Figure 4: Effects of D-4F treatment in streptozotocin-induced diabetic mice. The induction of diabetes in mice results in hyperglycemia-mediated generation of reactive oxygen species and advanced glycosylation end products. These changes create a systemic inflammatory state that promotes endothelial damage and atheroma formation. Many of these deleterious effects were either diminished or reversed following treatment with apolipoprotein mimetic peptide D-4F. Treatment with D-4F has a vascular protective effect as evidenced by decreased endothelial sloughing and increased thrombomodulin formation, a marker of endothelial cell function. The increase in heme oxygenase 1 (HO-1) and extracellular superoxide dismutase (EC-SOD) helps prevent uncoupling of endothelial nitric oxide synthase and reactive oxygen species formation, leading to improved vasoreactivity and vascular repair. D-4F mediated prevention of atherosclerosis development is associated with a reduction in lipid and macrophage content of the atherosclerotic lesions. Abbreviations: ECSOD, extracellular superoxide dismutase; HO-1, heme oxygenase 1.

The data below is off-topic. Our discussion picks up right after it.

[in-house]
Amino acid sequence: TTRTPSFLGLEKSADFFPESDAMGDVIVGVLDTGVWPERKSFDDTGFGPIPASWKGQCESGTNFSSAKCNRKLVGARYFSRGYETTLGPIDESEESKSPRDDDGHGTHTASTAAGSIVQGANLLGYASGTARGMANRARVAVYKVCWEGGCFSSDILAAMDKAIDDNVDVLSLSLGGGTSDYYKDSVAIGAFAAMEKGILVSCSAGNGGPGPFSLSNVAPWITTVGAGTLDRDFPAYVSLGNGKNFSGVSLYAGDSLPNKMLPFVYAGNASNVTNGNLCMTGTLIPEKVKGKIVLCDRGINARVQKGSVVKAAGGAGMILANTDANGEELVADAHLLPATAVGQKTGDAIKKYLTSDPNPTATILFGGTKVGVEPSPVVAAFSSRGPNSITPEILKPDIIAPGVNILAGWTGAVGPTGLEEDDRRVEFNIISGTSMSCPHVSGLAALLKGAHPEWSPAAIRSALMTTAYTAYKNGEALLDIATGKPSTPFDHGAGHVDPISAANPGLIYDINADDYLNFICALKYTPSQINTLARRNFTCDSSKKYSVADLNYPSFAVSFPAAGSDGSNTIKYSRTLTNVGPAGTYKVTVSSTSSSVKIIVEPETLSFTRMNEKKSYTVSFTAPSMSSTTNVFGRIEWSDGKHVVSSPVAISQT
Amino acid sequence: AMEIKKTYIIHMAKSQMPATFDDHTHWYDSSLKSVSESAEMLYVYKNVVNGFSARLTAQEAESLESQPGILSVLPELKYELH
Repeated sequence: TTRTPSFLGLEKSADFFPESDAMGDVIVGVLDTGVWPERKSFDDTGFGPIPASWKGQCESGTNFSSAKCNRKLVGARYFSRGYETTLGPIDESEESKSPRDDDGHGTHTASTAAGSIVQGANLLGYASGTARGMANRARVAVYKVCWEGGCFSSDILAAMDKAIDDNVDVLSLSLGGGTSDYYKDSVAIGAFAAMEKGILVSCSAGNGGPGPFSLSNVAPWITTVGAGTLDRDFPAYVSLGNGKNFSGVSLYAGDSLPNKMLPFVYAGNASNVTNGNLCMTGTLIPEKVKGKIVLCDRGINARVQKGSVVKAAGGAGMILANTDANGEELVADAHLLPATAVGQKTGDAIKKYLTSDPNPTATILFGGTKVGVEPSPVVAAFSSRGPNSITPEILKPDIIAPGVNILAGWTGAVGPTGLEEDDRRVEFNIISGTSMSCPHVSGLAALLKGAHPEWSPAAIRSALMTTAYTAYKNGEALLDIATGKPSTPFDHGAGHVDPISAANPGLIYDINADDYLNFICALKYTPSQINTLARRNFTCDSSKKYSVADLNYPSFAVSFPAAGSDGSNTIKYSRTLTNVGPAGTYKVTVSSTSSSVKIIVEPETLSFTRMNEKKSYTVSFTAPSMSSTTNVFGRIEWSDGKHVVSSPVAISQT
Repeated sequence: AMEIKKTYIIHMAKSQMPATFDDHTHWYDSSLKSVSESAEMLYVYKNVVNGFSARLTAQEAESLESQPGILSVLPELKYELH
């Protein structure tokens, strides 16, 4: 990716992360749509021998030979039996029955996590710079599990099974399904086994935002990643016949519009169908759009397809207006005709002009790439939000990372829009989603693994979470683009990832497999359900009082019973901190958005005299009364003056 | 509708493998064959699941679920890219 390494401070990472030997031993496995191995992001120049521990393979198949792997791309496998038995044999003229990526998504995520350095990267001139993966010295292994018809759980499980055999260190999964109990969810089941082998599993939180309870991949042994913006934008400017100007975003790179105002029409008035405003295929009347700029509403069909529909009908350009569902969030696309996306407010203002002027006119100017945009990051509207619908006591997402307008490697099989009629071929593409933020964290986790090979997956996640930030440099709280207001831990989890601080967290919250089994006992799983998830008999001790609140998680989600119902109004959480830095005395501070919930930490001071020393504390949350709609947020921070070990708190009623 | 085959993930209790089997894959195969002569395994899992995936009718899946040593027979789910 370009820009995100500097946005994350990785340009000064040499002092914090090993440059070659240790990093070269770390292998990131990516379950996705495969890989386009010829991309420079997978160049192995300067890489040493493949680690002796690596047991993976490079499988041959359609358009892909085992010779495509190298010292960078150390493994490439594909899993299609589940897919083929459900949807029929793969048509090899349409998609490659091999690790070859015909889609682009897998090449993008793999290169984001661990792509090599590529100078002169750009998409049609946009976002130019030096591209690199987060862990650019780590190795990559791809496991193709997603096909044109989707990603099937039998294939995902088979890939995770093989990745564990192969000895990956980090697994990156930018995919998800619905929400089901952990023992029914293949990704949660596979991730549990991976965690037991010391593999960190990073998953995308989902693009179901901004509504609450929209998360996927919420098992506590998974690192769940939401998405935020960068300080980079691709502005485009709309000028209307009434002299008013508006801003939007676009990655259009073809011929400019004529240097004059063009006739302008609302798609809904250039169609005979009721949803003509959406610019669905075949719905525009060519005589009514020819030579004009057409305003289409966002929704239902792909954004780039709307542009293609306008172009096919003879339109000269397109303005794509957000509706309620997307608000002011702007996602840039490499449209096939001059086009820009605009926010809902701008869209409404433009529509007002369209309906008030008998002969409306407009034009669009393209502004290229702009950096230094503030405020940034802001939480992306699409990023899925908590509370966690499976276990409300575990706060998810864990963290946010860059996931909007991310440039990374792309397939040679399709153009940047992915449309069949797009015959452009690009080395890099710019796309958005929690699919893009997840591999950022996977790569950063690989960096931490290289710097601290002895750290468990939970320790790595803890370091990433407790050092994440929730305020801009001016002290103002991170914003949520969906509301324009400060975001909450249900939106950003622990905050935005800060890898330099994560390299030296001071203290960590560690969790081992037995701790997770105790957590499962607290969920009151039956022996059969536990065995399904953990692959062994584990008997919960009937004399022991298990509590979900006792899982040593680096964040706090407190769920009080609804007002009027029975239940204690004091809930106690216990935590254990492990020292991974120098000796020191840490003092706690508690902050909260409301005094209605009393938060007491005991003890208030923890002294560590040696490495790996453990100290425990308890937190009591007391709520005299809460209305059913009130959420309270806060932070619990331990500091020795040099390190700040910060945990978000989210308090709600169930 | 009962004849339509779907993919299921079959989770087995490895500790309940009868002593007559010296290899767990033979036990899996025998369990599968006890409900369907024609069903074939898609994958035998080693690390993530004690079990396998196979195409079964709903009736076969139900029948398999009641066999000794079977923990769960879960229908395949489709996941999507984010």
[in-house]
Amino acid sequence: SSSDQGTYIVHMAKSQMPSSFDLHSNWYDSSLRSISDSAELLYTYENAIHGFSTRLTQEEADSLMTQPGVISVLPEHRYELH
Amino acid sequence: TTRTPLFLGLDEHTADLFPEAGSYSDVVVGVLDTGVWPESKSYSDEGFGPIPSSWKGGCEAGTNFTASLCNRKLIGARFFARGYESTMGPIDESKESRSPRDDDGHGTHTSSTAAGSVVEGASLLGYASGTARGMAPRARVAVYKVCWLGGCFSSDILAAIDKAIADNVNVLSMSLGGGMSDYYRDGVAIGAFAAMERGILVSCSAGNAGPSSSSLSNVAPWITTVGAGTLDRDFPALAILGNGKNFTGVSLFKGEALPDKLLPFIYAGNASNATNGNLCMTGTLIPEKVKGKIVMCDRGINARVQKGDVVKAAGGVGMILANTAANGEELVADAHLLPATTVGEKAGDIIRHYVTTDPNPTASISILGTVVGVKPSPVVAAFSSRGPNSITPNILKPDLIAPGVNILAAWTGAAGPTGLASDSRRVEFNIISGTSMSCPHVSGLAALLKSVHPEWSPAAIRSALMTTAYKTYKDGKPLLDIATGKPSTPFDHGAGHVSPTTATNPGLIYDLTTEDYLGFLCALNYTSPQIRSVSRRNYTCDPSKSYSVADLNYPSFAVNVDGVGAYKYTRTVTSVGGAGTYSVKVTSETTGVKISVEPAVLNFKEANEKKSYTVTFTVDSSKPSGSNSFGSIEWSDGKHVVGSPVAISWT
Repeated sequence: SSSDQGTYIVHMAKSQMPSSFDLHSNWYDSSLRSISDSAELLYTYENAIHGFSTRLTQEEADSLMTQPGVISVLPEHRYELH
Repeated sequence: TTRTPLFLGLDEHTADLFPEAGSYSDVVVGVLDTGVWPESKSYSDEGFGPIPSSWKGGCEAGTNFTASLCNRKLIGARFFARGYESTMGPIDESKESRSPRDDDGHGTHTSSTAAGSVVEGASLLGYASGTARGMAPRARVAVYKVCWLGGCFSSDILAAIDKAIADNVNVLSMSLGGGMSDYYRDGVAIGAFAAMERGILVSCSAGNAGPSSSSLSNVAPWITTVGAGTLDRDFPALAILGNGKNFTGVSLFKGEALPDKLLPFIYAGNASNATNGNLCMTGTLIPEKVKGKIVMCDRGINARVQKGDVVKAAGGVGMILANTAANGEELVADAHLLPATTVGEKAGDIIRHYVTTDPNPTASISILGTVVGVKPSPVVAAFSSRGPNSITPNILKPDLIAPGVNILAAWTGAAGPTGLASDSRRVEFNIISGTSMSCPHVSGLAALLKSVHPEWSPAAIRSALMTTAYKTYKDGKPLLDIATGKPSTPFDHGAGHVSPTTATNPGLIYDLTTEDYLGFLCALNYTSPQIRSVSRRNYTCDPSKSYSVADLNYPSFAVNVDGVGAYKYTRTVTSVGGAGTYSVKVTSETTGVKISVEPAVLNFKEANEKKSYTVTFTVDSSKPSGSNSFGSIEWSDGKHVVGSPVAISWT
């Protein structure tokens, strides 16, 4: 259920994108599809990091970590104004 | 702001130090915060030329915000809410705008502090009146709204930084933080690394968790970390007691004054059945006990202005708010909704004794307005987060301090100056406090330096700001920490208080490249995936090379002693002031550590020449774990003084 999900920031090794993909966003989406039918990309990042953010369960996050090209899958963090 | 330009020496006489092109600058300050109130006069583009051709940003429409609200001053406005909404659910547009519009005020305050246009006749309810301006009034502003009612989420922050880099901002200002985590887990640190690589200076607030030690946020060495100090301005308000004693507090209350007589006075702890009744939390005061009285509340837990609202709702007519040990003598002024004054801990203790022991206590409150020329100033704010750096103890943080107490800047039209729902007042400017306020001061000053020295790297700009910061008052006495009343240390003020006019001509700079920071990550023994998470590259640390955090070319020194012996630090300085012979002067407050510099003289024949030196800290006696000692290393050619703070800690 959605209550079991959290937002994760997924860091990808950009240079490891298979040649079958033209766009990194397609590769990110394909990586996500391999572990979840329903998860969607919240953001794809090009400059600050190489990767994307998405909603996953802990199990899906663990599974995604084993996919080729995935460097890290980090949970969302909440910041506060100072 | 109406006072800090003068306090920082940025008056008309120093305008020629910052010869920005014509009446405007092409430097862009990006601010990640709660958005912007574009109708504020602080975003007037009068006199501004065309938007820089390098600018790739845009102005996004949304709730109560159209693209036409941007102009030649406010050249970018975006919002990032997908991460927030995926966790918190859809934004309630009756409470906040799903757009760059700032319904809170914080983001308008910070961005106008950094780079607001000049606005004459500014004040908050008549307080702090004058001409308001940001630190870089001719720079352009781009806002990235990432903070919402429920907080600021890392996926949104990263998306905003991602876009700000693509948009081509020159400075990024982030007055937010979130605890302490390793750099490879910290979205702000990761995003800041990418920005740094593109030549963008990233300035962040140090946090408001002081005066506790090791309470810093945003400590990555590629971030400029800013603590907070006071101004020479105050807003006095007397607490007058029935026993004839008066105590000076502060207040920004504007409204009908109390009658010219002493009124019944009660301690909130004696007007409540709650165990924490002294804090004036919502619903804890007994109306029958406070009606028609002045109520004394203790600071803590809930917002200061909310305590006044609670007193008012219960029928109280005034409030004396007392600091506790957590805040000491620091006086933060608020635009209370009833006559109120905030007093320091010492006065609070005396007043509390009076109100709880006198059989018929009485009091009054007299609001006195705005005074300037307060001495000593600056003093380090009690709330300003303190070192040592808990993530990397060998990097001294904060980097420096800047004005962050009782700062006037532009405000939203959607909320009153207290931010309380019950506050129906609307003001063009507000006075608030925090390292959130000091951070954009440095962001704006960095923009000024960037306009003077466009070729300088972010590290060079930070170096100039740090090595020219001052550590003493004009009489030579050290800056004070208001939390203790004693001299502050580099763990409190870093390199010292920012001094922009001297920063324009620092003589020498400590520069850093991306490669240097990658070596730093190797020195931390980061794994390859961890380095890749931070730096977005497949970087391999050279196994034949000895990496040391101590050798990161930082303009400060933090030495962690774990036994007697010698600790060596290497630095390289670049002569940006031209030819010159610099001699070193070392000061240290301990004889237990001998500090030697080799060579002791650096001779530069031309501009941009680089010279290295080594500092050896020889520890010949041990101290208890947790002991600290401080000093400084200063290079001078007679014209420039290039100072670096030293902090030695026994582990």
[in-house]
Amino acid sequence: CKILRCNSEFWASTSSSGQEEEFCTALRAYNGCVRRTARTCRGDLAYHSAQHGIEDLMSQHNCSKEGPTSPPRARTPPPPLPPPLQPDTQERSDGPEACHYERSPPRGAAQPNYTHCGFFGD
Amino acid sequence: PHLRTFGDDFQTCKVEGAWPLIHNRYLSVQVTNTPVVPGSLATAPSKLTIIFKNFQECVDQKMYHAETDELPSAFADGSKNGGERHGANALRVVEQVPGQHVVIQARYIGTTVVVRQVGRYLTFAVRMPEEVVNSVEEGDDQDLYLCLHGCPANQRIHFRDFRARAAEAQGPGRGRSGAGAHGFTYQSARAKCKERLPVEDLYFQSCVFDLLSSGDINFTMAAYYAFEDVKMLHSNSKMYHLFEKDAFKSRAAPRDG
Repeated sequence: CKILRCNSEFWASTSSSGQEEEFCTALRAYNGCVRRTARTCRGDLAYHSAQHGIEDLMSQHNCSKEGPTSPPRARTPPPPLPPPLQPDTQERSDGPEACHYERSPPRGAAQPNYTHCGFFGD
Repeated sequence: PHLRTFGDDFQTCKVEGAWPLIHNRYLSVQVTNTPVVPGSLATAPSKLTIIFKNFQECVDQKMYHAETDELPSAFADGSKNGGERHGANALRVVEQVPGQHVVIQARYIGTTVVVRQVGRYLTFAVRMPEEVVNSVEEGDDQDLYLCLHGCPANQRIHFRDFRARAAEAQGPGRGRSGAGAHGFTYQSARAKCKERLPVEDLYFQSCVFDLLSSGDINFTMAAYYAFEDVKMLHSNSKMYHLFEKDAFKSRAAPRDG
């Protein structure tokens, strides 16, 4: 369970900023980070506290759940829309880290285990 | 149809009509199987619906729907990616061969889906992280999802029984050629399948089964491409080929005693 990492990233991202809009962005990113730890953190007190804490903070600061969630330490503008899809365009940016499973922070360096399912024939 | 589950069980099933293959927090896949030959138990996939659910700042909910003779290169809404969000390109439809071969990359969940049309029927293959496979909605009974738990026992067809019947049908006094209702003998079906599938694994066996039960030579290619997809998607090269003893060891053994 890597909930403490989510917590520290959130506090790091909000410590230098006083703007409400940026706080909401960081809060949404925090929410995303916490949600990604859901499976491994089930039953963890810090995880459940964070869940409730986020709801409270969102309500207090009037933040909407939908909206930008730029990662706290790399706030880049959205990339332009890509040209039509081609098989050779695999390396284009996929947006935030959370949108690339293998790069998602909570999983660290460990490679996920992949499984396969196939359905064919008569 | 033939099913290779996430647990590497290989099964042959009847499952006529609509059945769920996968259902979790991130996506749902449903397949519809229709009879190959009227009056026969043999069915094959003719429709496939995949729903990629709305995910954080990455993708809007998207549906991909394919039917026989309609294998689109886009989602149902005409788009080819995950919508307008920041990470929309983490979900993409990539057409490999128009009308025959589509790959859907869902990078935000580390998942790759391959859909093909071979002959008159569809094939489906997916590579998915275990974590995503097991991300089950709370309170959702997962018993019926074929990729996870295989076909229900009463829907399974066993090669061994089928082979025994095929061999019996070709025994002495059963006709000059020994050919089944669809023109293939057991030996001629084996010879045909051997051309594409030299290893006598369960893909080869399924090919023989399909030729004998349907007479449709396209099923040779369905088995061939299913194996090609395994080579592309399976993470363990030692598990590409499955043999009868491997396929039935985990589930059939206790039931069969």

The class of drugs known as apoA-1 expression stimulators can potentially be useful in diabetic patients given that apoA-1 levels are reduced during an acute inflammatory response [83-85]. However, the primary apoA-1 expression stimulator RVX-208 has not been tested yet in human or animal models of diabetes. A phase 1 clinical trial of RVX-208 increased endogenous apoA-1 production and improved HDL-mediated cholesterol efflux [86]. However, results from the phase II clinical trial involving patients with stable coronary artery disease were disappointing, with only a modest 5.6% increase in apoA-I at the highest dose of RVX-208 [87]. A potentially encouraging sign was a robust 21% increase in the fraction of large HDL particles, suggesting an improvement in reverse cholesterol transport secondary to greater maturation to the more lipid-rich HDL [88].

Drug therapies that primarily alter the quantity of HDL